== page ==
Endpoint Devices ("Endpoints"): Endpoint Devices are physical or virtual machines that have the ability to collect, store, and/or process information. Some examples of Endpoint Devices include, but are not limited to, desktop or laptop computers, mobile phones, tablets, virtual machines, embedded devices, and servers. Internet-of-Things (IoT) devices, such as "smart" equipment (cameras, lighting, appliances, speakers, or thermostats) are also Endpoint Devices.
Information and Communication Technology (ICT): An umbrella term used to describe all information and communication technologies, that includes, but is not limited to, the Internet, wireless technologies, software, systems, applications, public/private/hybrid cloud, computers, social network, as well as other media applications and services.
Information Security Advisory Committee (ISAC): A University-wide technology governance group that is responsible for monitoring the security maturity and controls of the University, and providing approval for all security vulnerability exceptions that pose a significant or high risk to the University.
Institutional Data: All data that the University is responsible and accountable for protecting. This data includes, but is not limited to, data the University owns, collects, intellectual property owned by faculty or others, staff data, student data, faculty data, research data, personal information, alumni data, vendor and contractor data, and data that the university shares or provides to third parties for storage, processing, and analysis.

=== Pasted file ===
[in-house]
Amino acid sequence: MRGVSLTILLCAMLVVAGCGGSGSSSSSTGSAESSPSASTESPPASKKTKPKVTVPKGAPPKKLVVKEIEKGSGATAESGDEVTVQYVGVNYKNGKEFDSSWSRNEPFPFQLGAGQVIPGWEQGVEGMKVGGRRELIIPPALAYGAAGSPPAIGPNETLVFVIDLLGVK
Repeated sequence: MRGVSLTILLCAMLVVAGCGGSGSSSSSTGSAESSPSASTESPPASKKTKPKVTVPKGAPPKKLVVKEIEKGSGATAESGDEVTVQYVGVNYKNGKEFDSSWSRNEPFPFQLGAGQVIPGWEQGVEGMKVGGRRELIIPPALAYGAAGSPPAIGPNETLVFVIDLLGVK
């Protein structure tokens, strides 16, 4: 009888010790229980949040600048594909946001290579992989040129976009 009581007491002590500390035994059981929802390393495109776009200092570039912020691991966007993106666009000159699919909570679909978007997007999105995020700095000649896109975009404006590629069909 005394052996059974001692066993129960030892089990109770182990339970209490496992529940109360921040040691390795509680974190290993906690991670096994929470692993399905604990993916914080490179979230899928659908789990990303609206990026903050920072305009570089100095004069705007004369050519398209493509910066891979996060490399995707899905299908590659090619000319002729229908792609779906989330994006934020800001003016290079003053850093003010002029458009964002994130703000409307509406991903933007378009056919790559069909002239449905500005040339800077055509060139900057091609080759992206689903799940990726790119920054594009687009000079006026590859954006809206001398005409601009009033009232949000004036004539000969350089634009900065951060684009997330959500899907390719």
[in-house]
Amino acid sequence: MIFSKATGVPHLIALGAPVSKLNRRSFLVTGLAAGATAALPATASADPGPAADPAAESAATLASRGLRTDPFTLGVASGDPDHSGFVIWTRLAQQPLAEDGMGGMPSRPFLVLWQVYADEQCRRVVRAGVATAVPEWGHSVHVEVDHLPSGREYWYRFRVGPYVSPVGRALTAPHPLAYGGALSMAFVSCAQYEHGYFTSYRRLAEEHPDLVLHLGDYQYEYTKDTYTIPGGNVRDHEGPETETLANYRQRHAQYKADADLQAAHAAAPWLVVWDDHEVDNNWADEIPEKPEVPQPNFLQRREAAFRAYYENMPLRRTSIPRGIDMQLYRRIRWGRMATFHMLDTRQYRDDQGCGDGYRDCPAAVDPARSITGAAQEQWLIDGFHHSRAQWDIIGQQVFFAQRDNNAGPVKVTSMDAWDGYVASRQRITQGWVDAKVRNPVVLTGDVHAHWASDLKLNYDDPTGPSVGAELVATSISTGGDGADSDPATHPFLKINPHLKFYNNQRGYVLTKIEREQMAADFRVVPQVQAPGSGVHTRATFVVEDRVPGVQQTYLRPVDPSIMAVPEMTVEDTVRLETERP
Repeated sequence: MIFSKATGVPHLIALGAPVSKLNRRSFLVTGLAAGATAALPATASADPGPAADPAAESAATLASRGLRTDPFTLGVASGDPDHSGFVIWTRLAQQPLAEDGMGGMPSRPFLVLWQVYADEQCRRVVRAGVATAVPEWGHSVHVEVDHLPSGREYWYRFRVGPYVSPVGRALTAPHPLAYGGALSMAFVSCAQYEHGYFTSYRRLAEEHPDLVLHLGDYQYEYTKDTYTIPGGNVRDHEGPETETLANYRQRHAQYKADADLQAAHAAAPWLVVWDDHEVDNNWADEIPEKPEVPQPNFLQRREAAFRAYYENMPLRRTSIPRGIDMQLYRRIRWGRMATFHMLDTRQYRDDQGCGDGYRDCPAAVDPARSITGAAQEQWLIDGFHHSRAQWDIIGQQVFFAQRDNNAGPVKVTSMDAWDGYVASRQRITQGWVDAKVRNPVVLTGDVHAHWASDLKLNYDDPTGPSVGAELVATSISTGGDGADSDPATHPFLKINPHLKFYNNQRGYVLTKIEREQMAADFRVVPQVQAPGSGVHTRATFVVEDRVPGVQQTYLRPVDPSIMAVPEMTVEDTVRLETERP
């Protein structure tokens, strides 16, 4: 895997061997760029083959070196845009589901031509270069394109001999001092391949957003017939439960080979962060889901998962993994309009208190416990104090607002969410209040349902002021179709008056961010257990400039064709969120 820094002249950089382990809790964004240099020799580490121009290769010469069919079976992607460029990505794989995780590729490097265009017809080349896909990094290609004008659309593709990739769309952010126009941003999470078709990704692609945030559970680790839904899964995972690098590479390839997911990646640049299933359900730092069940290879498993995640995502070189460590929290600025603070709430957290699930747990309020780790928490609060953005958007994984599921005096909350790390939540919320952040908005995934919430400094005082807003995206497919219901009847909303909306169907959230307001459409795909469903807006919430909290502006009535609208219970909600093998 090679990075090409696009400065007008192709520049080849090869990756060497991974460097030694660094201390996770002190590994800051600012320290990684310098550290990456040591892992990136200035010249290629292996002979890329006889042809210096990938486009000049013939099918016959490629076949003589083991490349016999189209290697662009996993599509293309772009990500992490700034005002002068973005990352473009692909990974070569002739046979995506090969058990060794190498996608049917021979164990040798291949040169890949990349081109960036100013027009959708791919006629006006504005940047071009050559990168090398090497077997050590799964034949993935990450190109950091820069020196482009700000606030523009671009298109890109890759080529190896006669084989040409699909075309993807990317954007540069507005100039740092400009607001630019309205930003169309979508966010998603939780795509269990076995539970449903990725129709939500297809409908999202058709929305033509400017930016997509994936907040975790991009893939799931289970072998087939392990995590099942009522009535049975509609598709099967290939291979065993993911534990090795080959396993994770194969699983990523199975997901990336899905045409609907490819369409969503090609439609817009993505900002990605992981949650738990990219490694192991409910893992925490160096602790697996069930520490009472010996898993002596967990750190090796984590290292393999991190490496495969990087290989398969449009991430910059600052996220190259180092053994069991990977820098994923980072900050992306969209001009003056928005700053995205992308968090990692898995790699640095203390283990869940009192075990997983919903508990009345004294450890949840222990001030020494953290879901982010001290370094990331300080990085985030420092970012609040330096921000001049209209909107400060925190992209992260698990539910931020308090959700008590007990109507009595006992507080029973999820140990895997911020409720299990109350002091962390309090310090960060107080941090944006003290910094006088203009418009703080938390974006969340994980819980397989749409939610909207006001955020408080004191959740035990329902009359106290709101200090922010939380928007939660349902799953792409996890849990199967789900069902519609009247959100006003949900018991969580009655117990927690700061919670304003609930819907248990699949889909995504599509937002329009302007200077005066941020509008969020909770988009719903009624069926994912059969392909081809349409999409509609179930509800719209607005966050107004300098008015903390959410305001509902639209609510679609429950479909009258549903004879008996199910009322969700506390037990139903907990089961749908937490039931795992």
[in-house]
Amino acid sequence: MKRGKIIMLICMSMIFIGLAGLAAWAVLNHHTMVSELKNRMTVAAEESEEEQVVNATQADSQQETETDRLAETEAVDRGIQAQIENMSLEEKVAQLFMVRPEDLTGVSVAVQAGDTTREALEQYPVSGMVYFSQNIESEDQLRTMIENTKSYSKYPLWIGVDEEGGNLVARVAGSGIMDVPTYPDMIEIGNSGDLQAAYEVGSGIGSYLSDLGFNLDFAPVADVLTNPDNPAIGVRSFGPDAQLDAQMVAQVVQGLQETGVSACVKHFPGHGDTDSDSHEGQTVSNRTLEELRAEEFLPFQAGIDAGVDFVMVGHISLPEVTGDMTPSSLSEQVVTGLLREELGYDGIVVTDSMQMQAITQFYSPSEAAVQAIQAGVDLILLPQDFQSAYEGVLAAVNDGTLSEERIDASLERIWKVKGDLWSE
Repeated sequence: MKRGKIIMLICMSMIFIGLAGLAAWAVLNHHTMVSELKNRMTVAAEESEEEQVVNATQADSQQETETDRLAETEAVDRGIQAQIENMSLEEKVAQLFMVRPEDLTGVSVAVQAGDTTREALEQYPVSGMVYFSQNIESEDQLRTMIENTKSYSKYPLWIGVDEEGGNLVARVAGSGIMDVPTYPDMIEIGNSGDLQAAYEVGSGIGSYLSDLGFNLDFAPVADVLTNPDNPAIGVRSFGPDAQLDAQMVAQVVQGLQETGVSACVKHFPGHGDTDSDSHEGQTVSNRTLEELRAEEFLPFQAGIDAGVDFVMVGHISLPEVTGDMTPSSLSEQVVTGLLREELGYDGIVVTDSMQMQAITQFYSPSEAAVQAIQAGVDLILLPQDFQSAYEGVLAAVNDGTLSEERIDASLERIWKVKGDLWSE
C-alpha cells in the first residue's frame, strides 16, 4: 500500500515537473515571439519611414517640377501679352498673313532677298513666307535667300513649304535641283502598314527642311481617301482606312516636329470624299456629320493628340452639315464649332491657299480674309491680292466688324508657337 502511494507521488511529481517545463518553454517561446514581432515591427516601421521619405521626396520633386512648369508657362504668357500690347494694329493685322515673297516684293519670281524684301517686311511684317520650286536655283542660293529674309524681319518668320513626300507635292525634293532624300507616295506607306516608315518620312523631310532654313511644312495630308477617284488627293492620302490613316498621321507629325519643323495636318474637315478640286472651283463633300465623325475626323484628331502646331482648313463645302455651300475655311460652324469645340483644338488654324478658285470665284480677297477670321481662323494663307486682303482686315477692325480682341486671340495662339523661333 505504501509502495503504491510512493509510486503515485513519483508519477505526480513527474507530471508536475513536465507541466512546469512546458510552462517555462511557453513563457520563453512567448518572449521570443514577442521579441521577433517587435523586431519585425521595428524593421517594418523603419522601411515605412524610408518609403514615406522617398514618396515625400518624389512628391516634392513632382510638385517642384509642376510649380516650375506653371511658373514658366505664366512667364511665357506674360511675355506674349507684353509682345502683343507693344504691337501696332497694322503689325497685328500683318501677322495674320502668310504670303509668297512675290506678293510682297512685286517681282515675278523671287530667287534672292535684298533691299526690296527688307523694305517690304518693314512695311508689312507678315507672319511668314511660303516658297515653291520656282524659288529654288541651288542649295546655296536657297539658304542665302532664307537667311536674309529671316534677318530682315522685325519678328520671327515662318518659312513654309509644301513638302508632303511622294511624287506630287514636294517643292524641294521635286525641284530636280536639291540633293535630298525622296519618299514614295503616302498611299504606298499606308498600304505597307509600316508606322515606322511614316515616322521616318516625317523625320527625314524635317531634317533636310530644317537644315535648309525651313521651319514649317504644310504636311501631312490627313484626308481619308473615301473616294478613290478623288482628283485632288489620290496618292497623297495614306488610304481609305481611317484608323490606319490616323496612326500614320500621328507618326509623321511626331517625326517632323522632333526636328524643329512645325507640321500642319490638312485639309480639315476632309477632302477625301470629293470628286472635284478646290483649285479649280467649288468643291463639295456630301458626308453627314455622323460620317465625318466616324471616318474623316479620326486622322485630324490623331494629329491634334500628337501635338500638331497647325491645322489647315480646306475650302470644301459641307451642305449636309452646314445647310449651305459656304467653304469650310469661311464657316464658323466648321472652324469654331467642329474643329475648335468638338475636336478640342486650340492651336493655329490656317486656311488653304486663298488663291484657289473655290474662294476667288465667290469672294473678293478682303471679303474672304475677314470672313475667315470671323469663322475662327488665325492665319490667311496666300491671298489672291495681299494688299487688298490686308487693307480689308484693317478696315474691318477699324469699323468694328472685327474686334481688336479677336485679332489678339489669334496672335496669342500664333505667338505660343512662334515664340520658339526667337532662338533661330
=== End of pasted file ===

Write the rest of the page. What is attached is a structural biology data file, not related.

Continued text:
Northwestern- or University-owned Systems or Devices: ICT (including, without limitation, laptops, desktops, tablets, mobile phones, and IoT devices) that are the responsibility of the University to account for and provide appropriate safeguards. This includes ICT purchased (either directly or by reimbursement) from a University chart of accounts, or devices with documented ownership or responsibility transferred to the University from another institution or organization (such as ICT loaned to a laboratory or department).